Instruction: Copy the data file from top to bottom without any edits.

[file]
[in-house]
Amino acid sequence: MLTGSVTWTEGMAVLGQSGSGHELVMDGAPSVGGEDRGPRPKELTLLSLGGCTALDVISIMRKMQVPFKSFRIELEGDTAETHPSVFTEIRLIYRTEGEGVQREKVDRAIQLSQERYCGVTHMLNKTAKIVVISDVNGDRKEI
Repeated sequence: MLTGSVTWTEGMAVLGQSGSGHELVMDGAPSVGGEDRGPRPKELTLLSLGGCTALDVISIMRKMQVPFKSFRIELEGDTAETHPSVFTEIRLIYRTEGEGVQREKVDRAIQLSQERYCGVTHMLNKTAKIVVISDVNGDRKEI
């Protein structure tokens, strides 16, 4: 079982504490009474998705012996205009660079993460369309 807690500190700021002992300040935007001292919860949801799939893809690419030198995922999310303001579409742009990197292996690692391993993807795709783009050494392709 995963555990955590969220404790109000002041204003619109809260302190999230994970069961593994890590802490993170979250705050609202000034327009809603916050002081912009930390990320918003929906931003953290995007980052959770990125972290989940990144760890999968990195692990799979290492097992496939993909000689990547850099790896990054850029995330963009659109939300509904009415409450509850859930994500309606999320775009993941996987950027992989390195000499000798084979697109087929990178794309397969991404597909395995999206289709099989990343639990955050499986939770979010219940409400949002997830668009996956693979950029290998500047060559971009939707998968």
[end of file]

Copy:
[in-house]
Amino acid sequence: MLTGSVTWTEGMAVLGQSGSGHELVMDGAPSVGGEDRGPRPKELTLLSLGGCTALDVISIMRKMQVPFKSFRIELEGDTAETHPSVFTEIRLIYRTEGEGVQREKVDRAIQLSQERYCGVTHMLNKTAKIVVISDVNGDRKEI
Repeated sequence: MLTGSVTWTEGMAVLGQSGSGHELVMDGAPSVGGEDRGPRPKELTLLSLGGCTALDVISIMRKMQVPFKSFRIELEGDTAETHPSVFTEIRLIYRTEGEGVQREKVDRAIQLSQERYCGVTHMLNKTAKIVVISDVNGDRKEI
């Protein structure tokens, strides 16, 4: 079982504490009474998705012996205009660079993460369309 807690500190700021002992300040935007001292919860949801799939893809690419030198995922999310303001579409742009990197292996690692391993993807795709783009050494392709 995963555990955590969220404790109000002041204003619109809260302190999230994970069961593994890590802490993170979250705050609202000034327009809603916050002081912009930390990320918003929906931003953290995007980052959770990125972290989940990144760890999968990195692990799979290492097992496939993909000689990547850099790896990054850029995330963009659109939300509904009415409450509850859930994500309606999320775009993941996987950027992989390195000499000798084979697109087929990178794309397969991404597909395995999206289709099989990343639990955050499986939770979010219940409400949002997830668009996956693979950029290998500047060559971009939707998968």